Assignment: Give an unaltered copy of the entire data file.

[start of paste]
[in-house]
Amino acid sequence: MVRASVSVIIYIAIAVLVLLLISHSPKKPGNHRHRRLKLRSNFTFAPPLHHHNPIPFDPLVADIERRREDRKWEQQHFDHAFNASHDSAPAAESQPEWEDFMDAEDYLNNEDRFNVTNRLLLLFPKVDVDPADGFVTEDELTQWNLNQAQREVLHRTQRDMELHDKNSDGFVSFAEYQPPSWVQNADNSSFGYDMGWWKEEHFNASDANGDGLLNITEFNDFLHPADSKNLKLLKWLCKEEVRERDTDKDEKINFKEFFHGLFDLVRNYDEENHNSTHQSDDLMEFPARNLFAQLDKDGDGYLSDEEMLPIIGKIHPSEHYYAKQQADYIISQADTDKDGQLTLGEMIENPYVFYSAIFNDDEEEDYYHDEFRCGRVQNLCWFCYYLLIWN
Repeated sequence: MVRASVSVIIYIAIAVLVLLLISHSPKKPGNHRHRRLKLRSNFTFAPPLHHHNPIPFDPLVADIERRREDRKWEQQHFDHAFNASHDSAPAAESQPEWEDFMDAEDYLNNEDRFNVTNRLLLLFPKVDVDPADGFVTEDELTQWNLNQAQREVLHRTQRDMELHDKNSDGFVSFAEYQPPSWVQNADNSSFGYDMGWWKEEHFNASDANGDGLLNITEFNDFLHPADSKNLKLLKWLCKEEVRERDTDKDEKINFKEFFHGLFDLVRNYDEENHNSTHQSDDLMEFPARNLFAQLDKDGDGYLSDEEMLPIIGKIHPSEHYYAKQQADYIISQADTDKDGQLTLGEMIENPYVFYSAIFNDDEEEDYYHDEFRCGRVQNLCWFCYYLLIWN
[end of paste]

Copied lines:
[in-house]
Amino acid sequence: MVRASVSVIIYIAIAVLVLLLISHSPKKPGNHRHRRLKLRSNFTFAPPLHHHNPIPFDPLVADIERRREDRKWEQQHFDHAFNASHDSAPAAESQPEWEDFMDAEDYLNNEDRFNVTNRLLLLFPKVDVDPADGFVTEDELTQWNLNQAQREVLHRTQRDMELHDKNSDGFVSFAEYQPPSWVQNADNSSFGYDMGWWKEEHFNASDANGDGLLNITEFNDFLHPADSKNLKLLKWLCKEEVRERDTDKDEKINFKEFFHGLFDLVRNYDEENHNSTHQSDDLMEFPARNLFAQLDKDGDGYLSDEEMLPIIGKIHPSEHYYAKQQADYIISQADTDKDGQLTLGEMIENPYVFYSAIFNDDEEEDYYHDEFRCGRVQNLCWFCYYLLIWN
Repeated sequence: MVRASVSVIIYIAIAVLVLLLISHSPKKPGNHRHRRLKLRSNFTFAPPLHHHNPIPFDPLVADIERRREDRKWEQQHFDHAFNASHDSAPAAESQPEWEDFMDAEDYLNNEDRFNVTNRLLLLFPKVDVDPADGFVTEDELTQWNLNQAQREVLHRTQRDMELHDKNSDGFVSFAEYQPPSWVQNADNSSFGYDMGWWKEEHFNASDANGDGLLNITEFNDFLHPADSKNLKLLKWLCKEEVRERDTDKDEKINFKEFFHGLFDLVRNYDEENHNSTHQSDDLMEFPARNLFAQLDKDGDGYLSDEEMLPIIGKIHPSEHYYAKQQADYIISQADTDKDGQLTLGEMIENPYVFYSAIFNDDEEEDYYHDEFRCGRVQNLCWFCYYLLIWN